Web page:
While reading the syllabus for General Biology II, I was impressed to see that students are encouraged to form beliefs that do not rest exclusively on natural evidence (9). Philosophical materialism is rejected, as follows:
It is vitally important for you to realize that this course—as a science course—is describing evidence from mainstream science, and is not dealing with beliefs. Some will decide they cannot “believe” the scientific evidence, and your right to decide that is encouraged and supported (10).
It is important that this openness to faith remains an integral characteristic of the La Sierra science faculty and community at large.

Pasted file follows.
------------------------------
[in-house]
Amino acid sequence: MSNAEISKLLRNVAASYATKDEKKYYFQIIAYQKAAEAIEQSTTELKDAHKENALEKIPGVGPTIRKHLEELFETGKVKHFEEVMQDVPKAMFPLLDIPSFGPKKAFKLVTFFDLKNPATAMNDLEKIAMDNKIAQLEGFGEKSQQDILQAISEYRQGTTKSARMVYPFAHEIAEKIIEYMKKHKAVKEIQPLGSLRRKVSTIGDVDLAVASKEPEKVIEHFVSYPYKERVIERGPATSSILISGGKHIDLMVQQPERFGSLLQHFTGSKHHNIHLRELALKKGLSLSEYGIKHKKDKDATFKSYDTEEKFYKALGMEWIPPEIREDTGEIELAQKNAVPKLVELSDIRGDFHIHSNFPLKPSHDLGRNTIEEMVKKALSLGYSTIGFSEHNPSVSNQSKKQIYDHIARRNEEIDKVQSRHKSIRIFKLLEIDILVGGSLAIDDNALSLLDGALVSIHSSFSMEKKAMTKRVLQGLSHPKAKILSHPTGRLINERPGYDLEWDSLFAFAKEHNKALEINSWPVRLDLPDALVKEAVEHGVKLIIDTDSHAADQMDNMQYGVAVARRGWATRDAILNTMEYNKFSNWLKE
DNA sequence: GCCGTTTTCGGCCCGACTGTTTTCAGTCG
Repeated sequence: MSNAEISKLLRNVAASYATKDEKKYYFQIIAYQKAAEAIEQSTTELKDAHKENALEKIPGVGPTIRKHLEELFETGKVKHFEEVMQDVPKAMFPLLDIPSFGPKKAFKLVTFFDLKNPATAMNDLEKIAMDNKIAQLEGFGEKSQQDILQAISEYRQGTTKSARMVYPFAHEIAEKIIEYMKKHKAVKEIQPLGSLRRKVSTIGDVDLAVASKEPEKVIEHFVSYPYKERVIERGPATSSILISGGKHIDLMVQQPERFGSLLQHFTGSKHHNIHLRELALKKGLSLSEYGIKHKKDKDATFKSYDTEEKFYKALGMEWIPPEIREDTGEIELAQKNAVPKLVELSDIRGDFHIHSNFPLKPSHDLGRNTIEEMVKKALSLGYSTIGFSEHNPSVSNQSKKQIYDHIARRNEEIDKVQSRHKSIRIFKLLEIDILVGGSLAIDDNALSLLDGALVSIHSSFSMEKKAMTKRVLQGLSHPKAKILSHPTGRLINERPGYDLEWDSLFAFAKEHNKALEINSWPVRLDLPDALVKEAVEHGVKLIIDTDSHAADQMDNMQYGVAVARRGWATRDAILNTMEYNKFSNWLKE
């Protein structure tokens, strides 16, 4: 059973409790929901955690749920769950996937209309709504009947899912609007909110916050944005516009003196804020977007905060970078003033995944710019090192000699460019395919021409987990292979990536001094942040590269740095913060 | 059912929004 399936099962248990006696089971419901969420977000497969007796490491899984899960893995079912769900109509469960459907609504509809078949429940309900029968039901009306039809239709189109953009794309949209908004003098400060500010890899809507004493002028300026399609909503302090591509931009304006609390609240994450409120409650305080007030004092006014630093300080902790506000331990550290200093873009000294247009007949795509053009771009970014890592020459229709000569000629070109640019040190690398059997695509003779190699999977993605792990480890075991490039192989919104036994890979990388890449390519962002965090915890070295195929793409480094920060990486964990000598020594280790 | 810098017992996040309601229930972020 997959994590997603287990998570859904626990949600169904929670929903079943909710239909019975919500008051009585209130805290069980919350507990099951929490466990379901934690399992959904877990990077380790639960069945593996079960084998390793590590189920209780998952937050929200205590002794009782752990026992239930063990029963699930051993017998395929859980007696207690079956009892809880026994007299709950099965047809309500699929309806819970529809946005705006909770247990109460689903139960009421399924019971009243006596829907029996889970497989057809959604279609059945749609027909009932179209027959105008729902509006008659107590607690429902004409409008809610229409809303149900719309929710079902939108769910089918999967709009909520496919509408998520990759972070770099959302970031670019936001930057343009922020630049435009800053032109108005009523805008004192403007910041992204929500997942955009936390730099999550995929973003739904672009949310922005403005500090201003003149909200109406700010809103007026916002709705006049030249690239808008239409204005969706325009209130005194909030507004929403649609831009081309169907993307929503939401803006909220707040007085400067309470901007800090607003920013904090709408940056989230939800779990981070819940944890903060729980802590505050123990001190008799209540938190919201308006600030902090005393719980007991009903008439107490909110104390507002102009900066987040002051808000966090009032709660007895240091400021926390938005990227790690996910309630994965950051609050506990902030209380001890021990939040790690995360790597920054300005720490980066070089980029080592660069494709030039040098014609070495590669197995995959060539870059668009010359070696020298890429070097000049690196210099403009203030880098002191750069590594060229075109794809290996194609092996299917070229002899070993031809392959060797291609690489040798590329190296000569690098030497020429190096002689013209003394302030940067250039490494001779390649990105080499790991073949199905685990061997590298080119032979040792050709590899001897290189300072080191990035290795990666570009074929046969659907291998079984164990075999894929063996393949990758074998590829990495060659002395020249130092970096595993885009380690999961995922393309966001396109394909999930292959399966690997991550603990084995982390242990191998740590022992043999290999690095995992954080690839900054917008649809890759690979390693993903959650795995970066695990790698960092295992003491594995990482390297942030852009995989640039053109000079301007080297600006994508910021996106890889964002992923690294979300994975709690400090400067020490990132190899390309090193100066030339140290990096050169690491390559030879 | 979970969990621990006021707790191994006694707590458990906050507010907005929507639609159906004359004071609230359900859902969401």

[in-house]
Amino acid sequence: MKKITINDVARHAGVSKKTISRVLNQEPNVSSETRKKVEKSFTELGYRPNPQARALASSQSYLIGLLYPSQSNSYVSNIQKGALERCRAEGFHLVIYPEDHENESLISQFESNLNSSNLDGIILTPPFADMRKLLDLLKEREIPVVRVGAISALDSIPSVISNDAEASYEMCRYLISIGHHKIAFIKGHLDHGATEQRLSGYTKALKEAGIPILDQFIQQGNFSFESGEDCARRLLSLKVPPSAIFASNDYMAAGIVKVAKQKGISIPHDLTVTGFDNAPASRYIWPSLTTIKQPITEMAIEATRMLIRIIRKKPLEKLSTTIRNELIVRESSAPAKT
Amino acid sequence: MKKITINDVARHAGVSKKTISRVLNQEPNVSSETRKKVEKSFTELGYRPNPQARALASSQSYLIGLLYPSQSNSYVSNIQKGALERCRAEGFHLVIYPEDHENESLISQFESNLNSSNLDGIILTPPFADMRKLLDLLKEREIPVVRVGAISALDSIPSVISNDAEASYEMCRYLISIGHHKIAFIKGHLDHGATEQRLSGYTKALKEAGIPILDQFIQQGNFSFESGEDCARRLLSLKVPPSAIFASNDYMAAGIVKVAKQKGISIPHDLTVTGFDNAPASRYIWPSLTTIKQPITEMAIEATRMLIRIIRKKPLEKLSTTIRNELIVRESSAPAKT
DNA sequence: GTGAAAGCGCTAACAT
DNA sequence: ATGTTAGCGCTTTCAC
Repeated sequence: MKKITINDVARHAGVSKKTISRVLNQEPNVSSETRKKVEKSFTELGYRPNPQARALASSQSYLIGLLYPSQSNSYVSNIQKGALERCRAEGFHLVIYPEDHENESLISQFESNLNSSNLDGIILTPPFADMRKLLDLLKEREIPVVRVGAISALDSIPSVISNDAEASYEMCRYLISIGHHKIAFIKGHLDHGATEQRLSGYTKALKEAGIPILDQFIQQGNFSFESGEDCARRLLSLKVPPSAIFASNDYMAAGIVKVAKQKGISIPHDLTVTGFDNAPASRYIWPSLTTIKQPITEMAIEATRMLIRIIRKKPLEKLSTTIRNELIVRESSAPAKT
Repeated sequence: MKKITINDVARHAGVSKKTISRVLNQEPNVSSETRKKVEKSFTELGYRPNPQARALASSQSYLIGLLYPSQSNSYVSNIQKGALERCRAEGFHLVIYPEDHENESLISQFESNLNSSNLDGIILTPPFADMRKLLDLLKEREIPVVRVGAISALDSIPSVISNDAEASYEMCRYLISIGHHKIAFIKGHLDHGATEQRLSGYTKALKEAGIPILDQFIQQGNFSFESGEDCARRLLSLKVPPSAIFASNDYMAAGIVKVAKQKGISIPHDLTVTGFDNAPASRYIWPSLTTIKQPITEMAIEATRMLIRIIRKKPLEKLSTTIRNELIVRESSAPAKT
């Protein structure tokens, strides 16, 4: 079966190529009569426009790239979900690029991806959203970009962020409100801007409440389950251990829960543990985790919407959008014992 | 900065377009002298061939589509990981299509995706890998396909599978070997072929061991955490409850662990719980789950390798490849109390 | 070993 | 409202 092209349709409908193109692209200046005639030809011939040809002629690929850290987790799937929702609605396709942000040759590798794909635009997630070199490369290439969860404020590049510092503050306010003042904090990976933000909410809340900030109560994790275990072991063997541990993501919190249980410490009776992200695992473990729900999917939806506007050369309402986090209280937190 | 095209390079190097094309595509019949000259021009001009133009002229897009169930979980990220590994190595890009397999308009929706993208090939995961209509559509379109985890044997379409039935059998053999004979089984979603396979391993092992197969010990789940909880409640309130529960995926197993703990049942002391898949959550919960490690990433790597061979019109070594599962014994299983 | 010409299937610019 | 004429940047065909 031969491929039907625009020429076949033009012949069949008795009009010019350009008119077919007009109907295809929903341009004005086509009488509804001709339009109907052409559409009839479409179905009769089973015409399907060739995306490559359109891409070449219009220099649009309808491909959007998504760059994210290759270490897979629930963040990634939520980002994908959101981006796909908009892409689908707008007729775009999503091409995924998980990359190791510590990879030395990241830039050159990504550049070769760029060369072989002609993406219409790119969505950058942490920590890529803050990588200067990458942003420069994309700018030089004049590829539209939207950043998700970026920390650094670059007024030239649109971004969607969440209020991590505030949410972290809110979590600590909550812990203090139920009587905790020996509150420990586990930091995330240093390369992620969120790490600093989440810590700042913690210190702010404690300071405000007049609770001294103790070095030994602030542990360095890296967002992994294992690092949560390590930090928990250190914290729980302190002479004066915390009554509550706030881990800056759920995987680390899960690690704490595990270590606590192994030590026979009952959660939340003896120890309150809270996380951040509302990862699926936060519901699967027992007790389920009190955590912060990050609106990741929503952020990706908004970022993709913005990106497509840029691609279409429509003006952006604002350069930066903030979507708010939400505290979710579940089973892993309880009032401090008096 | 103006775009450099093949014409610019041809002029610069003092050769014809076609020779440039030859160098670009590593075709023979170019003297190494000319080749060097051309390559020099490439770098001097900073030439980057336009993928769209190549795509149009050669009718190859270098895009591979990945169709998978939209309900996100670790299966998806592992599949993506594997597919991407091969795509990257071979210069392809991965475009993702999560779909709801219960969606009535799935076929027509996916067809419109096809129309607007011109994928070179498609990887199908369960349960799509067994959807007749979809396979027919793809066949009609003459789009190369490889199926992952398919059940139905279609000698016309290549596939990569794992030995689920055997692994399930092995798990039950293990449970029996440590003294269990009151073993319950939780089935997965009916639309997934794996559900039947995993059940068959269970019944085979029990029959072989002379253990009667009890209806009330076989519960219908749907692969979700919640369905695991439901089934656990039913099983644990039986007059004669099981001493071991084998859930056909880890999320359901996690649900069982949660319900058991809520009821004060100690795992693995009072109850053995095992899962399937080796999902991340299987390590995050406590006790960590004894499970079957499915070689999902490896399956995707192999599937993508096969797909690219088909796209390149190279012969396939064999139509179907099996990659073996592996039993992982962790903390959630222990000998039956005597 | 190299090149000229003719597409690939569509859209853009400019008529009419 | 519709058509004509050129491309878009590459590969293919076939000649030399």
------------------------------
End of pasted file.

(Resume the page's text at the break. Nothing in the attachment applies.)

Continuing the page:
5. The Seminary faculty members do not opine outside of their field of expertise by attempting to declare what science is (11). It is noteworthy that they do not argue that
Creationism and Intelligent Design constitute science (12). Creationism is a religious belief and Intelligent Design is Creationism under a different label. The efforts undertaken to secure a place in public school science classes for Creationism and Intelligent Design have sought to fundamentally alter our understanding of what science is. These efforts to date have been rejected by the courts, and rightfully so (13).
It is important that your science teachers resist the encroachment and power politics from those who seek to mischaracterize the field of science.
6. The Seminary faculty members do not opine outside of their field of expertise by declaring what constitutes mainstream science (14).
Professor McCloskey in General Biology II class identifies the natural theory of evolution as mainstream science (15):